Academic journal article South African Journal of Psychiatry

Family Violence among Mothers Seen at the University of Ilorin Teaching Hospital, Ilorin, Nigeria

Academic journal article South African Journal of Psychiatry

Family Violence among Mothers Seen at the University of Ilorin Teaching Hospital, Ilorin, Nigeria

Article excerpt

Family violence (FV) is a term used to describe any form of violence against any member of a household or family by one of its members. Usually women and children are the victims and men the perpetrators of FV. (1-4) Violence in the family is a complex global problem that results from biological, social and cultural factors, as well as having psychological and social consequences. (1,3,5,6) It cuts across age, race, religion and socio-economic boundaries. (1,2,6,7)

This study focuses on physical assault by men against women with children in a marriage setting--a phenomenon also known as 'wife beating'. (8,9) Emotional and sexual assault were excluded although, in the African setting, these are regrettably still trivialised in the marriage context because of overbearing religious and sociocultural influences, some of which denigrate women. (8-11)

In Nigeria, media reports of wife beating and the campaign by women's rights organisations suggest that the problem of family violence exists. Medical data on its extent and consequences are still scanty, however, especially at the crucial primary care level. Globally, 20% of women experience some form of violence at least once in their lifetime. (5) A study of 144 women in Sierra Leone reported a wife-beating rate of 66.7%, (12) while another in Nigeria, involving 1 000 women, reported a rate of approximately 30%, (9) and another involving 308 women reported a rate of 78.8%. (13)

Various factors have been found to be associated with increased risk of FV against women. Among these are: age <35 years, separated or divorced, low socio-economic status and alcohol abuse. (1,9,14,15) The socio-economic and educational disadvantages of women, coupled with inequalities imposed by culture, religion, and judicial systems, may be more prevalent in Africa, (8-11, 13) so a higher frequency of FV can be expected.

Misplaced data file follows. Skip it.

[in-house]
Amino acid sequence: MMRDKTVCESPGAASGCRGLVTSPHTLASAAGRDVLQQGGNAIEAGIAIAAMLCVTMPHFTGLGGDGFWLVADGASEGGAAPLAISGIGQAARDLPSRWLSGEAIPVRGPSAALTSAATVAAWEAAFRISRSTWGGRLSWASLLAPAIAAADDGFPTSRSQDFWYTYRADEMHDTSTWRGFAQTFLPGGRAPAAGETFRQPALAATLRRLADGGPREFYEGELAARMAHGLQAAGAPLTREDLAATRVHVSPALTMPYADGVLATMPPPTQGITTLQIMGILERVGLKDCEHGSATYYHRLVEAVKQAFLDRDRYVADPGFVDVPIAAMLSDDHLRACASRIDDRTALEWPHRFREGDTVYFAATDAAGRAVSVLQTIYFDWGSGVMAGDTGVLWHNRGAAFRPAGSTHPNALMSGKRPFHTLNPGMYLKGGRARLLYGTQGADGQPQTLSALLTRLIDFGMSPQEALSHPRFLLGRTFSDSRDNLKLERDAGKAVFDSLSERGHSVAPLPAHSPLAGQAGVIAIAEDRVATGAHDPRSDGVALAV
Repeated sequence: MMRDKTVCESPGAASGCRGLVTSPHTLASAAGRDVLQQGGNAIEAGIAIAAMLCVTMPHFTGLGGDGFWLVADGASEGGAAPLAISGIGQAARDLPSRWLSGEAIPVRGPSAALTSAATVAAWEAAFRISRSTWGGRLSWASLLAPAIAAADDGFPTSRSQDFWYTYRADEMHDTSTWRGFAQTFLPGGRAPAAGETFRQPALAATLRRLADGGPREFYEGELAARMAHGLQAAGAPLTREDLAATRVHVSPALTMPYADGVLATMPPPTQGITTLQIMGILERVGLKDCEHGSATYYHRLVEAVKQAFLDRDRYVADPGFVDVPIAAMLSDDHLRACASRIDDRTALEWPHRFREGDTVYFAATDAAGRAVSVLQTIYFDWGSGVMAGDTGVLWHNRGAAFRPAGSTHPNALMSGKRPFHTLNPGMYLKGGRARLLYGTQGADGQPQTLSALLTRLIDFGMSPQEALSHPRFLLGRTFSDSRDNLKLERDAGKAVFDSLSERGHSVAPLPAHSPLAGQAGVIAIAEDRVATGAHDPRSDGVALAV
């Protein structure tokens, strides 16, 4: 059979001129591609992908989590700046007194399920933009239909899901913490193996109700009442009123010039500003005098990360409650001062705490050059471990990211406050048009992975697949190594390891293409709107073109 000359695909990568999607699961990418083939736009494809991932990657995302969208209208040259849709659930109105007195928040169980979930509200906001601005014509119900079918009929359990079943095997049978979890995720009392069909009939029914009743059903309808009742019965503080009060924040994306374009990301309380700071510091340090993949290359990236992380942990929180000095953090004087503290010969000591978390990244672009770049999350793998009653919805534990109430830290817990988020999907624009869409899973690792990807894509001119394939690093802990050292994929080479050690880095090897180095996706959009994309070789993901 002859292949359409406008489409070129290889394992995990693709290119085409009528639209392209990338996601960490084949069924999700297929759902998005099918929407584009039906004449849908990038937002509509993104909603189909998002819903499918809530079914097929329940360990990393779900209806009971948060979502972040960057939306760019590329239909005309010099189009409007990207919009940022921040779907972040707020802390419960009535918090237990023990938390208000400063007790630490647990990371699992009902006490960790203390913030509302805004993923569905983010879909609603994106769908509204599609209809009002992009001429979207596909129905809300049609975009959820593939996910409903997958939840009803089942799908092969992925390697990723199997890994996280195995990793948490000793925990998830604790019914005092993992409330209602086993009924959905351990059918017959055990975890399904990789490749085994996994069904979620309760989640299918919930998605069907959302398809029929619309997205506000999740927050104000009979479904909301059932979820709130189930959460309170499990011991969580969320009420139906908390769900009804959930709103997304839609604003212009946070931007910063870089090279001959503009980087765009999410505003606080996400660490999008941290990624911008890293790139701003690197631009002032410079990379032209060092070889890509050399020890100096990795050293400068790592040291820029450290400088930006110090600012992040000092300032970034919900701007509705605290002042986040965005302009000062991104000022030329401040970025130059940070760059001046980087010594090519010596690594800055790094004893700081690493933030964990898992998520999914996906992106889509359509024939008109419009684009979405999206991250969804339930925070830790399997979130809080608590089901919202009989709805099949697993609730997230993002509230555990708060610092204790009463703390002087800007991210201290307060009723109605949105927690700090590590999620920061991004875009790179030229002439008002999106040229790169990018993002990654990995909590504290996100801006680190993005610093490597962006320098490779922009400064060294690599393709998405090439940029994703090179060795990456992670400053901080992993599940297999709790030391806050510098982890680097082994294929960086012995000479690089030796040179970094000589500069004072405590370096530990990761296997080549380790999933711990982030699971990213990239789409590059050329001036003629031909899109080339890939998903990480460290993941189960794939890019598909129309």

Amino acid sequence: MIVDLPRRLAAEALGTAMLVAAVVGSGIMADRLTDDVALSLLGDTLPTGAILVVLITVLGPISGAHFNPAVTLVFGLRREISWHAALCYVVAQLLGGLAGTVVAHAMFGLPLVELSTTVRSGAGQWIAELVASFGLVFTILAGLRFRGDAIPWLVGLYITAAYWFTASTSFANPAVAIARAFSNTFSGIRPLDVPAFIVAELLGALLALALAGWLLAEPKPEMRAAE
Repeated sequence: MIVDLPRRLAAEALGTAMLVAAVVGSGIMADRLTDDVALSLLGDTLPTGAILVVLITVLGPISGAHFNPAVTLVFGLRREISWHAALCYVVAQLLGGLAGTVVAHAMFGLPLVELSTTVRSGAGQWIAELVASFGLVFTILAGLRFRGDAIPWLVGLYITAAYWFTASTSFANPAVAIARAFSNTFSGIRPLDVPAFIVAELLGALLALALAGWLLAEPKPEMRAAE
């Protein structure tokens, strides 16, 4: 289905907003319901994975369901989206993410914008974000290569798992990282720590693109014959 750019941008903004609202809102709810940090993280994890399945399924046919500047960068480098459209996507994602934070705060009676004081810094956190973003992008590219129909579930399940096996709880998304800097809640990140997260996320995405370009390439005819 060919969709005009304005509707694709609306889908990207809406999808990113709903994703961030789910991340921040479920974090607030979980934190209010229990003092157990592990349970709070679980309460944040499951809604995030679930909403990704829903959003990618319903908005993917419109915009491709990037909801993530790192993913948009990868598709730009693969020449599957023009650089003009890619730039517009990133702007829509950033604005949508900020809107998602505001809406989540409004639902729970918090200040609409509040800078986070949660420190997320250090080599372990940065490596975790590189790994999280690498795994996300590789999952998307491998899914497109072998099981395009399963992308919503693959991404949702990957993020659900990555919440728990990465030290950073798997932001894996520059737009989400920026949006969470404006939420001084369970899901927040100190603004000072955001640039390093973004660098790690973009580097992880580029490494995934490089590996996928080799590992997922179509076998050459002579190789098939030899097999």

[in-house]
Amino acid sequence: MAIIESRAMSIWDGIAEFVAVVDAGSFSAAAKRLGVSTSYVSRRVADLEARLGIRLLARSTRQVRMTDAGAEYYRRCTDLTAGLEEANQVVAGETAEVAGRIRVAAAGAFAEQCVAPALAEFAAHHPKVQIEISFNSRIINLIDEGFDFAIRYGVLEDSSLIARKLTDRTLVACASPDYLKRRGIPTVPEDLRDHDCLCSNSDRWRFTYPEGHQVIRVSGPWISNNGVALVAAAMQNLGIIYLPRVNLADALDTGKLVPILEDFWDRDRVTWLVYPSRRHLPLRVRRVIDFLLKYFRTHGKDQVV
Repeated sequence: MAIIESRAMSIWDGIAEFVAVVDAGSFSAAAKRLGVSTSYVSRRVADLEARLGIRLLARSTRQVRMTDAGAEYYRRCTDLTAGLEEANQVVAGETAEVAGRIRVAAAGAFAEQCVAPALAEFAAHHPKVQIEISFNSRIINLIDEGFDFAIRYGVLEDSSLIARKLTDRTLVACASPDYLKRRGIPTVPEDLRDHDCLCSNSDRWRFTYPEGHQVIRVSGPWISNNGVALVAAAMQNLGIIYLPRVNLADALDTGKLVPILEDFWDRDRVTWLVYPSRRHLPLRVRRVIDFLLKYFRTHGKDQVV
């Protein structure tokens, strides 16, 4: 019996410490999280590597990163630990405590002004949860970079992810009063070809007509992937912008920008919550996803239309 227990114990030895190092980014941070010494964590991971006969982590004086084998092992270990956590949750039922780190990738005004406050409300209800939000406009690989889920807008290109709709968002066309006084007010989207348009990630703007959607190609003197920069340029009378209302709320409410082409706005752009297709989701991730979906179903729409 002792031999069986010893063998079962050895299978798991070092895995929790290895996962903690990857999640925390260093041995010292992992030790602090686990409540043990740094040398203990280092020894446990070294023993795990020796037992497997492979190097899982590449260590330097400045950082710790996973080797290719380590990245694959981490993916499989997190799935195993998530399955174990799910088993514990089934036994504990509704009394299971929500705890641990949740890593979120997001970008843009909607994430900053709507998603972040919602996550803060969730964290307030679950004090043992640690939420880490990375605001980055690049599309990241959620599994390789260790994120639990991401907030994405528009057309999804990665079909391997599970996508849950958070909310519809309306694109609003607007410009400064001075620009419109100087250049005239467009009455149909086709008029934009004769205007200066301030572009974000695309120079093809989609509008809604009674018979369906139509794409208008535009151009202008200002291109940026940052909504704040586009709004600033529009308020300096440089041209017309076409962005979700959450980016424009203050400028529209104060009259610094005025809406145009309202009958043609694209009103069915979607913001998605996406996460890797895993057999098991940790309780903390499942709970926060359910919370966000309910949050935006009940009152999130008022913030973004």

The medical effects of FV are many, and frequent examples include behavioural disorders (anxiety, depression, diagnosable conditions such as acute stress disorders and post-traumatic stress disorders), physical injuries or even death. (1,2,7,11,16) Children of women affected by violence may also suffer serious psychosocial or physical abuse. (9,17,18)

Globally, there is consensus that FV is still under-recognised and under-reported within the medical community. (2,9,19,20) The reason for this has been adduced to be the negative and neglectful attitude of the medical community towards FV, and to inadequate training in how to recognise and manage it. (19,20) Other reasons that have been suggested are societal misconceptions about FV as a private or criminal matter (rather than medical) and the high tolerance threshold of women towards FV. (2,19,20)

Many women attending primary care facilities in Nigeria are known to have psychological problems from diverse causes, among which adverse life events are prominent; (21,22) the contribution of FV to this is as yet unknown. Clinical experience also indicates that many women afflicted by FV do not volunteer information without prompting. A simple, short, local screening instrument for eliciting information about FV in a busy outpatient situation will be useful. But the first need is to establish whether the opportunity provided by the primary care setting would be rewarding by ascertaining the extent of the problem, its nature and impact.

Few studies have been done in Nigeria to address FV in the primary care setting, and none to our knowledge in Ilorin. Our present study therefore adds to the limited literature on reporting the frequency of FV, its correlates and effects. Most importantly, this study could provide a basis for planning initial intervention strategies and for conducting a long-term epidemiological study from which appropriate screening or diagnostic instruments and intervention methods can be developed.


This study was a cross-sectional investigation carried out at clinics in the General Outpatient Department (GOPD) of the University of Ilorin Teaching Hospital (UITH) over a 5-month period. …

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